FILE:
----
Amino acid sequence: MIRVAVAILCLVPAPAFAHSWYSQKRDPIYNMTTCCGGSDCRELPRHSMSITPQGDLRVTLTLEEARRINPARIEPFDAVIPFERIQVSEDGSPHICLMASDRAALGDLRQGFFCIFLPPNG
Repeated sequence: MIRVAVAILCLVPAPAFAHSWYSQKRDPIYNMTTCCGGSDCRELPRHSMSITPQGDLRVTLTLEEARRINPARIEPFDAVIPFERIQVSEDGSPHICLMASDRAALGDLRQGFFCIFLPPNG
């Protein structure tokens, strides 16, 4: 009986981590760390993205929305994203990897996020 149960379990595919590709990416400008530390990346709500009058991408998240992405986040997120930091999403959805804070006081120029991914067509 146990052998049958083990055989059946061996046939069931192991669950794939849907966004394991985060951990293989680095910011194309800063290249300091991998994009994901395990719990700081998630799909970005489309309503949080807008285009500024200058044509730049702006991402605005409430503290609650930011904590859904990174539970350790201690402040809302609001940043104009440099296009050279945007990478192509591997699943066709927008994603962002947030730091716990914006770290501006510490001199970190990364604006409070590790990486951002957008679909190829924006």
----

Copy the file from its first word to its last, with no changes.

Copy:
Amino acid sequence: MIRVAVAILCLVPAPAFAHSWYSQKRDPIYNMTTCCGGSDCRELPRHSMSITPQGDLRVTLTLEEARRINPARIEPFDAVIPFERIQVSEDGSPHICLMASDRAALGDLRQGFFCIFLPPNG
Repeated sequence: MIRVAVAILCLVPAPAFAHSWYSQKRDPIYNMTTCCGGSDCRELPRHSMSITPQGDLRVTLTLEEARRINPARIEPFDAVIPFERIQVSEDGSPHICLMASDRAALGDLRQGFFCIFLPPNG
């Protein structure tokens, strides 16, 4: 009986981590760390993205929305994203990897996020 149960379990595919590709990416400008530390990346709500009058991408998240992405986040997120930091999403959805804070006081120029991914067509 146990052998049958083990055989059946061996046939069931192991669950794939849907966004394991985060951990293989680095910011194309800063290249300091991998994009994901395990719990700081998630799909970005489309309503949080807008285009500024200058044509730049702006991402605005409430503290609650930011904590859904990174539970350790201690402040809302609001940043104009440099296009050279945007990478192509591997699943066709927008994603962002947030730091716990914006770290501006510490001199970190990364604006409070590790990486951002957008679909190829924006």